At the end of the day, nearly all laws are property laws of a sort, and property norms are not possible in a rational system if individuals cannot own their own bodies or their own thoughts.  Without body autonomy mixed with individual belief, there can be no free will that allows anyone to actually impact their environment.  Without negative rights, positive rights are severely limited, morally meaningless, and the compulsion requires negates the label of charity.

–Gary Doan

Ten thoughts on Trump’s immigration hold

I’m away from news for just a couple of days, and everything seems on fire. I would have worded out some things about the immigration ban sooner, but, you know… children, work, whiskey, and birthdays. So here are simply ten random thoughts I had about the immigration hold when I finally had a chance to sit down, because the internet likes lists…

1. Some of the wording of the order seems to be interpreted in a way where it can block legal green card holders from entry or reentry to the country. This is essentially an ex-post facto law, and punishment without trial. This part is wrong, illegal, and maybe even unconstitutional under any circumstance.

2. There is precedent for temporarily banning immigration from specific countries. Carter did it with Iran. Obama once did it for six months for everyone from Iraq. Hell, it was just two weeks ago that Obama changed the refugee and immigration policy for Cuba.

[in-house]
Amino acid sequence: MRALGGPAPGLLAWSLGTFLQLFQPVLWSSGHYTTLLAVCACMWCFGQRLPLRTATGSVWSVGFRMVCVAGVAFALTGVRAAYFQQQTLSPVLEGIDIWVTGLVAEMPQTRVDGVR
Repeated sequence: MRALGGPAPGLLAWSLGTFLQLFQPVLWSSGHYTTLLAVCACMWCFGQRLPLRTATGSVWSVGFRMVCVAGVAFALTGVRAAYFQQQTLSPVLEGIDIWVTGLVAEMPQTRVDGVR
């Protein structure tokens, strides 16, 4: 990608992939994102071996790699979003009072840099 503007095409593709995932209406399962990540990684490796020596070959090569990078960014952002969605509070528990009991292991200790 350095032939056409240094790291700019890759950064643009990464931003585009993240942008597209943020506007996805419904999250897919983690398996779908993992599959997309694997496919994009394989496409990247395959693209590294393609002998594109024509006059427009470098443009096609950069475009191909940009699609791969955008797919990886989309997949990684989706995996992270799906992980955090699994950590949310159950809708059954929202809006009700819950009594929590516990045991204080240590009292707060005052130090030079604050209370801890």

3. The point of two wasn’t to say it was automatically right.

4. The security risks Trump cites are highly over-inflated and an accurate risk assessment wouldn’t have advised going anywhere near this far for safety alone, rather than theater that aims at making some people feel safer.

5. Often, though it sounds cold-hearted, refugees simply aren’t our problem.

6. Syrian refugees are. America’s actions directly contributed to the length and breath of their civil war, and we’ve actively prevented any resolution of the conflict that would seem like a win for Assad and Putin, opting instead to have continued violence as the literal goal of our strategy. Our weapons and money have been used, specifically, to prolong the conflict rather than end it.

7. There are better ways to help Syrian refugees than bringing them to America. There are plenty of countries in the region taking in no or few refugees that receive significant amounts of US foreign aid (here’s looking at Mina in Saudi Arabia, and similar sites), who have languages and cultures and geographical locations that would make either permanent resettlement or eventual return much easier. Making continued foreign aid dependent upon taking more refugees could easily be effective, preferable, and we wouldn’t be spending any more than we currently are while avoiding Americans feeling like “dem dere terrorists could infiltrate refugee flows”.